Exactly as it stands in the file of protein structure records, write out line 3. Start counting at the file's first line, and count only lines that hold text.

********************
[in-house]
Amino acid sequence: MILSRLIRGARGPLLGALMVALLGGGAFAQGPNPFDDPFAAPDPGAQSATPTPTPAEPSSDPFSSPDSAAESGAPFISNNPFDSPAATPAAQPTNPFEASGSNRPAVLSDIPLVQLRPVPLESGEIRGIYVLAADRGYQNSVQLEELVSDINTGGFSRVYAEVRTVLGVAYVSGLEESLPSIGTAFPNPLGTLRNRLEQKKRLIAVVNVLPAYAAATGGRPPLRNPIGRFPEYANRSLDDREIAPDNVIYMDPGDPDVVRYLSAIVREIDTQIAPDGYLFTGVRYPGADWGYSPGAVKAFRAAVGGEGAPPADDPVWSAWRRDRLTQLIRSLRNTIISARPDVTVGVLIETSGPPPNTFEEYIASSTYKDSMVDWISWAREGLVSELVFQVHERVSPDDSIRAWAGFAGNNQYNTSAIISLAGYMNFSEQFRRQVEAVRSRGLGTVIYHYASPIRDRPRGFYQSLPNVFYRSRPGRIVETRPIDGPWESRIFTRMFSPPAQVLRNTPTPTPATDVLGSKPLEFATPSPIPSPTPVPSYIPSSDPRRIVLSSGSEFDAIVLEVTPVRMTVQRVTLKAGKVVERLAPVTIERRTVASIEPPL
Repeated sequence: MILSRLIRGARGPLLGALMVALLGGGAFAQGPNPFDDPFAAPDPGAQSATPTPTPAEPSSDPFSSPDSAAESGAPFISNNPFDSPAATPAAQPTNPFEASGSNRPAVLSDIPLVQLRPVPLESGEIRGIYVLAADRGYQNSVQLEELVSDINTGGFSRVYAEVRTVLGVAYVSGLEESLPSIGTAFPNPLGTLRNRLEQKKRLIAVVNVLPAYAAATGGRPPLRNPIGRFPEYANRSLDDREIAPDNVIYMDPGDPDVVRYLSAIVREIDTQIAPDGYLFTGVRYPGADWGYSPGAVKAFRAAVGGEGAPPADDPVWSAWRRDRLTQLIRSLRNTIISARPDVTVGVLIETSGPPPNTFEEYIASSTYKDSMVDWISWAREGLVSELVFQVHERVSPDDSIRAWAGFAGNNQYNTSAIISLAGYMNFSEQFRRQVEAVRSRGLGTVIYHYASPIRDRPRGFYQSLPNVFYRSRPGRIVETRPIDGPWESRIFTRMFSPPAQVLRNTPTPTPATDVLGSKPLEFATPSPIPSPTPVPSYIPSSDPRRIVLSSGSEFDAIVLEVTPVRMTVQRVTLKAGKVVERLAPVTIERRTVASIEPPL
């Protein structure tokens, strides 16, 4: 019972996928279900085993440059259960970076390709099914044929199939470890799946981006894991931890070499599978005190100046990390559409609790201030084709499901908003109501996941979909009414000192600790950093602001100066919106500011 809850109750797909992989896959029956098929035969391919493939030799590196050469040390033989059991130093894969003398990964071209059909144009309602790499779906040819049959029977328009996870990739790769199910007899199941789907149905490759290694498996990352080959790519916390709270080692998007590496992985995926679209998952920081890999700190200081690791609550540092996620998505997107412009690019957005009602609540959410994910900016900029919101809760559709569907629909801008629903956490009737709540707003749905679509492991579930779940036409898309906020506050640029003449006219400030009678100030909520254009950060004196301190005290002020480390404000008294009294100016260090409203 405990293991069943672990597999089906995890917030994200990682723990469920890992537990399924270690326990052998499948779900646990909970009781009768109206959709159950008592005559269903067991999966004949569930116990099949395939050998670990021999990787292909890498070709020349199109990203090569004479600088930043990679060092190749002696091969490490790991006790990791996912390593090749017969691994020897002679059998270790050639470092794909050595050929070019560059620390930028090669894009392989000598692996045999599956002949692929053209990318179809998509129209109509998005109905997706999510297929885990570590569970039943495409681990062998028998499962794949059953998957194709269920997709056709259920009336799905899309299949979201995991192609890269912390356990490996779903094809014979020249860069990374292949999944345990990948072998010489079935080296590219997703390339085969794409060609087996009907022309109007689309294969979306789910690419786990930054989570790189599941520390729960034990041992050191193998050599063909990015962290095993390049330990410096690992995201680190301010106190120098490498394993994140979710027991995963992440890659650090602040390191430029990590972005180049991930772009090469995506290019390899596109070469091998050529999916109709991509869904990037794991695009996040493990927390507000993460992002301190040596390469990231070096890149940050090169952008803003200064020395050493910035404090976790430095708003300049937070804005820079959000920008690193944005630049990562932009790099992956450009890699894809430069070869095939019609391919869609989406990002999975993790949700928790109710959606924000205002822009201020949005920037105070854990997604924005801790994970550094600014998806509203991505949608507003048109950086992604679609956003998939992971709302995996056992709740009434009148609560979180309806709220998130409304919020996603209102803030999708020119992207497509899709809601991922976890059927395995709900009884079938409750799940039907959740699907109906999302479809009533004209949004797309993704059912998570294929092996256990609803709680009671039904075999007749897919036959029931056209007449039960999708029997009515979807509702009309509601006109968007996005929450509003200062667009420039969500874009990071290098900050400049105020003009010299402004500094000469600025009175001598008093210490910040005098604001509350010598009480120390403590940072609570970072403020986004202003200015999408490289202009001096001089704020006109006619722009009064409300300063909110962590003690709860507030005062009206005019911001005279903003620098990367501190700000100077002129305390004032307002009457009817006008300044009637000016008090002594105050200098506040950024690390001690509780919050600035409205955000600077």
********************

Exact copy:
Repeated sequence: MILSRLIRGARGPLLGALMVALLGGGAFAQGPNPFDDPFAAPDPGAQSATPTPTPAEPSSDPFSSPDSAAESGAPFISNNPFDSPAATPAAQPTNPFEASGSNRPAVLSDIPLVQLRPVPLESGEIRGIYVLAADRGYQNSVQLEELVSDINTGGFSRVYAEVRTVLGVAYVSGLEESLPSIGTAFPNPLGTLRNRLEQKKRLIAVVNVLPAYAAATGGRPPLRNPIGRFPEYANRSLDDREIAPDNVIYMDPGDPDVVRYLSAIVREIDTQIAPDGYLFTGVRYPGADWGYSPGAVKAFRAAVGGEGAPPADDPVWSAWRRDRLTQLIRSLRNTIISARPDVTVGVLIETSGPPPNTFEEYIASSTYKDSMVDWISWAREGLVSELVFQVHERVSPDDSIRAWAGFAGNNQYNTSAIISLAGYMNFSEQFRRQVEAVRSRGLGTVIYHYASPIRDRPRGFYQSLPNVFYRSRPGRIVETRPIDGPWESRIFTRMFSPPAQVLRNTPTPTPATDVLGSKPLEFATPSPIPSPTPVPSYIPSSDPRRIVLSSGSEFDAIVLEVTPVRMTVQRVTLKAGKVVERLAPVTIERRTVASIEPPL